In years past I have not posted about things we've made for Christmas until after the fact, but this year I really want to do it now. Jordan and I are not skilled craftspeople in any area, and we used to say "oh, we'd love to make gifts but we CAN'T." Now I know with a little creativity and patience, that is just not true. Everybody can make something! I wanted to share ideas in case some people still want to do this but are stumped.
This also means that I am running the risk of telling people what they are getting for Christmas. That is why, if you are a friend or family member and we exchange gifts, I want to ask you to STOP READING NOW!!! If you keep going, you might see what you are getting for Christmas.
Just wanted to let you know.
I warned you.
I'm going to start posting pictures now.
Love you and see you at Christmas.
1) First up is the upcycled wool stuffed animal. These are quite popular at the moment and the professionally made ones sell for a lot. The owl on the left is made from pieces of two different sweaters, both purchased at thrift stores. There are all sorts of resources on the internet explaining this, but basically you buy a WOOL sweater (I prefer 100%, but some say 80% will do) and wash it on hot in the washing machine. It becomes felted as the fibers bind and blur together and should not unravel when you cut it. Some sweaters felt up nicer than others. Sometimes you can find them in the thrift store already felted.
The little bluebird is from a boiled wool vest, so I didn't have to do anything to prepare it. I used fabric from a wool blazer for the eyes, and some felt I already had for the beak and feet. It's a good idea to sew a little sack of flax seeds or something similar and place it in the bottom of your animal to weight it. I stuffed the rest of these with polyester stuffing. It's probably obvious how the front and back are cut, and the bottom is a football-shaped piece. If you need more info, I used a lot of the instructions from this Martha Stewart project and then got inspiration from pictures on Etsy.
2) I love using wool sweaters--you can make so many different things from them! Using the same sweater I used to make part of the owl, I made this hat for Suzi.
I literally held the sweater up to her head to measure it, cut straight up in what seemed like a good place, and then held it up to her head again to see how far to sew down on the top. Cutting a little high on the sides, one side being the already-sewn side of the sweater, and then closing with right sides together (inside out) in a u-shape will give you these sassy-looking little ears. There is no hemming necessary because the bottom of the sweater was already finished. Suzi loves her hat and it only took me about five minutes on the sewing machine.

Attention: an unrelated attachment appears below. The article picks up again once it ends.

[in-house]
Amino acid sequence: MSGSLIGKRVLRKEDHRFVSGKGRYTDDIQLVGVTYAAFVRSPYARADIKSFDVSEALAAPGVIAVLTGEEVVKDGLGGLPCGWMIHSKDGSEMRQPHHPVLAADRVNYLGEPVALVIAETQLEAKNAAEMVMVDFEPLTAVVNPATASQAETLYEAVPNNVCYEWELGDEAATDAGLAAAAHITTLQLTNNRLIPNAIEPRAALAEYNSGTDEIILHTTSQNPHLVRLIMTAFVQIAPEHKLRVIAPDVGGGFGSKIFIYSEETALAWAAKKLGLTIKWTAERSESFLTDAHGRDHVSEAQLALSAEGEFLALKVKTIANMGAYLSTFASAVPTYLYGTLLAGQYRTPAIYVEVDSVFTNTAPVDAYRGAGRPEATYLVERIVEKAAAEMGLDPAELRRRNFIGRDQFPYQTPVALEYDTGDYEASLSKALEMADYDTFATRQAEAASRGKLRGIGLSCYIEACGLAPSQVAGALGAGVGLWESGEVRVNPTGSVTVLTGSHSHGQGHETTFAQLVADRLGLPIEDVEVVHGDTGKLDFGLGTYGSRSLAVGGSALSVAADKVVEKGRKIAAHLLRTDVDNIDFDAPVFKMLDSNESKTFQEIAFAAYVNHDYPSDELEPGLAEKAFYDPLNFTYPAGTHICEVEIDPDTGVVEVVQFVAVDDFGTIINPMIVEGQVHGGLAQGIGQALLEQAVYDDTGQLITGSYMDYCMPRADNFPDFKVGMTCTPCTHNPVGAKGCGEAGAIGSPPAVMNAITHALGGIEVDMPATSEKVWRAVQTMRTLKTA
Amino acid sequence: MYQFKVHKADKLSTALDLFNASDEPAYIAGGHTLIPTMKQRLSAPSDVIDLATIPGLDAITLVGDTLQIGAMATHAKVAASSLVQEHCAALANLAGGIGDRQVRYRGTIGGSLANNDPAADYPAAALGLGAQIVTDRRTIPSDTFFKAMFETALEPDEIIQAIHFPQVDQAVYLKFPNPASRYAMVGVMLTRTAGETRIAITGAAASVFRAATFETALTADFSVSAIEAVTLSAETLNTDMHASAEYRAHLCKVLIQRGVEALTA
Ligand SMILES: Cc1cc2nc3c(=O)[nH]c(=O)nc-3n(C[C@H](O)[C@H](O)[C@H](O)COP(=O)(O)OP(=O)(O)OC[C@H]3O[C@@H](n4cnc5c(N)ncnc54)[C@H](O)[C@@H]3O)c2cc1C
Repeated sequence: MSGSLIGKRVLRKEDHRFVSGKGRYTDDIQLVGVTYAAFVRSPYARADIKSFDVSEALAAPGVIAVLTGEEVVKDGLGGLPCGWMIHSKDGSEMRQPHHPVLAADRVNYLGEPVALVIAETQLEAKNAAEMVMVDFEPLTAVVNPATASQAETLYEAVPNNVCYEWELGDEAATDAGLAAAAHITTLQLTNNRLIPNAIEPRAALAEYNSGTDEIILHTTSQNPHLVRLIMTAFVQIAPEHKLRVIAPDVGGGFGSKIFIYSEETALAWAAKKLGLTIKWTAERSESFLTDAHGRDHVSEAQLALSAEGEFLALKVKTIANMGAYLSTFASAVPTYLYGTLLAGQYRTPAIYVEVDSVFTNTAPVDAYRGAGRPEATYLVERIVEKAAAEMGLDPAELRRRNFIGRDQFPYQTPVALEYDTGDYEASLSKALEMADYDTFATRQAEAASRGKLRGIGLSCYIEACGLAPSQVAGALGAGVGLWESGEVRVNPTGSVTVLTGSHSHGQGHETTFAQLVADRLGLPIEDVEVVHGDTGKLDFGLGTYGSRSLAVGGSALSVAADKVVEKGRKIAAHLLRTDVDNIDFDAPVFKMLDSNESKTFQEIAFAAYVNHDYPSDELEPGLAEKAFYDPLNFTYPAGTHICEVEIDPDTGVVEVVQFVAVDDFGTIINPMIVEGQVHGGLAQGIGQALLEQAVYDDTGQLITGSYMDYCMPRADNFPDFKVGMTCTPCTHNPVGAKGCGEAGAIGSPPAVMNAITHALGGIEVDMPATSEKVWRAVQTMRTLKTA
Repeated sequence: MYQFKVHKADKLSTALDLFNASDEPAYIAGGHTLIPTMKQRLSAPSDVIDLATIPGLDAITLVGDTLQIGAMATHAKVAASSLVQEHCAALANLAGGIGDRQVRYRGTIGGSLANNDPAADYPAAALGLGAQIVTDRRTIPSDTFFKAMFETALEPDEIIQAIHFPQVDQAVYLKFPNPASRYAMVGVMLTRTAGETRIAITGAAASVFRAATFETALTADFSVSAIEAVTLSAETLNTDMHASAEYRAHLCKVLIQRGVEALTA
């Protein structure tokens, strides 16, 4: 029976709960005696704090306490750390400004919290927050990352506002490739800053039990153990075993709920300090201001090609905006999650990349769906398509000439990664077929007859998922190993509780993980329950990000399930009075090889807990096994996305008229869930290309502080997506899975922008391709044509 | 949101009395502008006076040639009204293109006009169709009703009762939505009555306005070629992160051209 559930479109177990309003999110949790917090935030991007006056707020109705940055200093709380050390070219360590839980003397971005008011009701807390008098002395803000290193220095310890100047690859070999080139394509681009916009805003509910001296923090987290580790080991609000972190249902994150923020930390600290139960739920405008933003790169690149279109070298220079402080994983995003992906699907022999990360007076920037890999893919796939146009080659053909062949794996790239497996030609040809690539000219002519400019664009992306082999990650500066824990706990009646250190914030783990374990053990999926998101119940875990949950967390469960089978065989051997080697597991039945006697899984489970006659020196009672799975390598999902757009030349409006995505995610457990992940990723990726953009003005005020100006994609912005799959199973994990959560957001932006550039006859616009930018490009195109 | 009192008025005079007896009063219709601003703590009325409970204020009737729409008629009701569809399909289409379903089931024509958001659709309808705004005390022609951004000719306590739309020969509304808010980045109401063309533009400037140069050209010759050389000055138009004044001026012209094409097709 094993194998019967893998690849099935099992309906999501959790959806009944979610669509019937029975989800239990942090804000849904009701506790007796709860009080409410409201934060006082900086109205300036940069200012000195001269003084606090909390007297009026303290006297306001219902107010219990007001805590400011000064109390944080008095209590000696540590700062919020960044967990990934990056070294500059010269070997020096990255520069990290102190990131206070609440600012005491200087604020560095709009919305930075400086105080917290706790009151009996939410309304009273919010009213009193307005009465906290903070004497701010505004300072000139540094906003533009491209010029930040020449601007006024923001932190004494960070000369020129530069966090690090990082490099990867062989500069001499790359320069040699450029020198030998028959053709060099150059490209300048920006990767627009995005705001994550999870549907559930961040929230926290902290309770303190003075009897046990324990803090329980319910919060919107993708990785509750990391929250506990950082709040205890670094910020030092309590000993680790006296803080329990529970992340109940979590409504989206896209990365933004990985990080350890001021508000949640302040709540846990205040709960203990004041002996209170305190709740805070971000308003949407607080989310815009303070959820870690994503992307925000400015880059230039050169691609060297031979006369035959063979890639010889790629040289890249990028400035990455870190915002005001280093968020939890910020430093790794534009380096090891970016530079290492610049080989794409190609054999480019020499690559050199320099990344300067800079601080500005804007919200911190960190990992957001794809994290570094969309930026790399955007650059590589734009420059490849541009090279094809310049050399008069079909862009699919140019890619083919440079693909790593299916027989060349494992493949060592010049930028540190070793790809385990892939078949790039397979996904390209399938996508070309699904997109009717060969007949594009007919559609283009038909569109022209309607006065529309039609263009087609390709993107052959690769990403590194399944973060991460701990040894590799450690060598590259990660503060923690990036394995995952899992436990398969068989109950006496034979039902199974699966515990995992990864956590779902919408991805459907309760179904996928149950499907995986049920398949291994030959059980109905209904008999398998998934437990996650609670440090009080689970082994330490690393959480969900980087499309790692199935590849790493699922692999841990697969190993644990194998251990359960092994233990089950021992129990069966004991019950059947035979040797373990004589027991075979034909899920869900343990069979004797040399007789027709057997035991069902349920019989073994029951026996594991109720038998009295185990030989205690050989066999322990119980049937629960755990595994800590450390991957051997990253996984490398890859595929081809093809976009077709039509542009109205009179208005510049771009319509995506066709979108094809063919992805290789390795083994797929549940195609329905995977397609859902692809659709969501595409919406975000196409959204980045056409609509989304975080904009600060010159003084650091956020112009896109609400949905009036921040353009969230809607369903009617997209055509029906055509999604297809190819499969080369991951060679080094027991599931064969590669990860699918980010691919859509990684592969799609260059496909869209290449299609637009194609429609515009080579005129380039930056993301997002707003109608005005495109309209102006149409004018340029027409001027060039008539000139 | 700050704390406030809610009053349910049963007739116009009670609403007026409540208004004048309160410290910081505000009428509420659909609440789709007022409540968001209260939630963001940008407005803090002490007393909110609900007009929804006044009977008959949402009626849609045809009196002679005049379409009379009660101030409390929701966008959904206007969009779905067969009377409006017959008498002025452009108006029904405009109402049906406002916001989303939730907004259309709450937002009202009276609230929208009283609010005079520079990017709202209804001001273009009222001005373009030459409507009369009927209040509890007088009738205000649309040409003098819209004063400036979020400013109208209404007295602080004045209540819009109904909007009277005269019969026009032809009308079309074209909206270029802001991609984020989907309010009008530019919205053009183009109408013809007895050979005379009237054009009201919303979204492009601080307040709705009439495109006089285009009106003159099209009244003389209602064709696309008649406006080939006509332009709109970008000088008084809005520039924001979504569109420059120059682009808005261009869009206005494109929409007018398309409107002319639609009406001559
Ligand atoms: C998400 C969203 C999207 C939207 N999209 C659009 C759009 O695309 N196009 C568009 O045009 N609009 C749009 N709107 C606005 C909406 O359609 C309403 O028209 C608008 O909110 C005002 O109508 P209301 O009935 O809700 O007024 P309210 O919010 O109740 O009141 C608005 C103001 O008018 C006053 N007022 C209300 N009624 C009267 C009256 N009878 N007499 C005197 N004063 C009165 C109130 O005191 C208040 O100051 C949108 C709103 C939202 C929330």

From the same sweater, I made this pair of wrist warmers. I always wanted to make some wrist warmers because they look so cool and cuddly, but I can't knit as of yet. I don't know if I'll ever learn. This sweater felted up perfectly, and didn't give me any trouble when I carefully cut a thumb hole. That was a matter of snipping and pulling at one thread, as I did it on the seam, and then I sewed a little above and below the hole to keep it from going any further. I turned it under at the top and hemmed it. Done! There is still a little sweater left. This one is my favorite. I'm going to be sad when it's gone!
A couple other things I've learned about using upcycled wool: For a great deal, shop the clearance section of Goodwill, preferably year-round. The other day I found a gray cashmere sweater with a hole in it for $1. It's so buttery soft, even after felting, and the hole can easily be worked around to make a yummy pair of wrist warmers for someone with skinny arms (that would be me). I don't pay full price for secondhand sweaters, because that could get pricey, and also because someone might really need that excellent condition $7 sweater to keep themselves warm. That would be the better use for it. The other thing is that these things can get quite pilly after felting, and not only will you have to clean your washer and dryer out, you will also have to remove fuzz from your finished products to give them a more polished look. Right now I use a pair of fabric scissors to snip off excess fuzz, and then I lint roll them.
3) I'm not sure how you'll feel about this one, but at our house we love to avoid using disposable products, including tissues. Regular hankies seem like a good idea, but the storebought ones I've had have been neither soft nor absorbent--not to mention way too large. Small cuts of soft flannel in fun patterns can be found in the remnants section of a fabric store for really cheap. I bought some and sewed these. The corners are mitered, which is really easy with an iron and a little starch. A sewing machine makes short work of the rest. There are not many people on our list getting these. I wouldn't want anyone to faint, so crunchy/frugal family only. I did sew a couple for Suzi and she loves them.
We've still got lots of things to make and I'll try to post about them soon. We're making "man baskets" of edible items for a few of the guys, some polymer clay ornaments, and more. The girls' gifts are going to be almost all handmade this year, because Suzi asked for one expensive thing we can't make. Actually, it should be arriving today. I'm glad we were able to find a good deal on it. I've got to stop leaving the Nova Natural catalog lying around!
The little girls are getting antsy. I'd better go fix them lunch.